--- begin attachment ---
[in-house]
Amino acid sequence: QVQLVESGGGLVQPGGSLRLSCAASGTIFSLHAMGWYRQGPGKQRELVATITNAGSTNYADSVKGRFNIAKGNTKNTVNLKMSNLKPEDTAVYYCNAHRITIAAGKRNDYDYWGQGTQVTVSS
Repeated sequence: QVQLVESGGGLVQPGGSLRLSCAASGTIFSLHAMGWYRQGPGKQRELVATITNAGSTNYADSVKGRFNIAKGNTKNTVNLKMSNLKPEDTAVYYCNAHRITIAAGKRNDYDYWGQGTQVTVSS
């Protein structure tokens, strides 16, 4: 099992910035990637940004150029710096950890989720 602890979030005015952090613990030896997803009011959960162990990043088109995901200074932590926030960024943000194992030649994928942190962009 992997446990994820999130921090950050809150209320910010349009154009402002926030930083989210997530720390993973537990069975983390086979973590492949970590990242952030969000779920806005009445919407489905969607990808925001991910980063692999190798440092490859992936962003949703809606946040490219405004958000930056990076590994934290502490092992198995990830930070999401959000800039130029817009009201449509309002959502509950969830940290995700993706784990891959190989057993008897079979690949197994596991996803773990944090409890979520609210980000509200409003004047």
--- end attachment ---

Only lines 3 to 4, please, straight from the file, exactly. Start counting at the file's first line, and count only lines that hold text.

Repeated sequence: QVQLVESGGGLVQPGGSLRLSCAASGTIFSLHAMGWYRQGPGKQRELVATITNAGSTNYADSVKGRFNIAKGNTKNTVNLKMSNLKPEDTAVYYCNAHRITIAAGKRNDYDYWGQGTQVTVSS
């Protein structure tokens, strides 16, 4: 099992910035990637940004150029710096950890989720 602890979030005015952090613990030896997803009011959960162990990043088109995901200074932590926030960024943000194992030649994928942190962009 992997446990994820999130921090950050809150209320910010349009154009402002926030930083989210997530720390993973537990069975983390086979973590492949970590990242952030969000779920806005009445919407489905969607990808925001991910980063692999190798440092490859992936962003949703809606946040490219405004958000930056990076590994934290502490092992198995990830930070999401959000800039130029817009009201449509309002959502509950969830940290995700993706784990891959190989057993008897079979690949197994596991996803773990944090409890979520609210980000509200409003004047």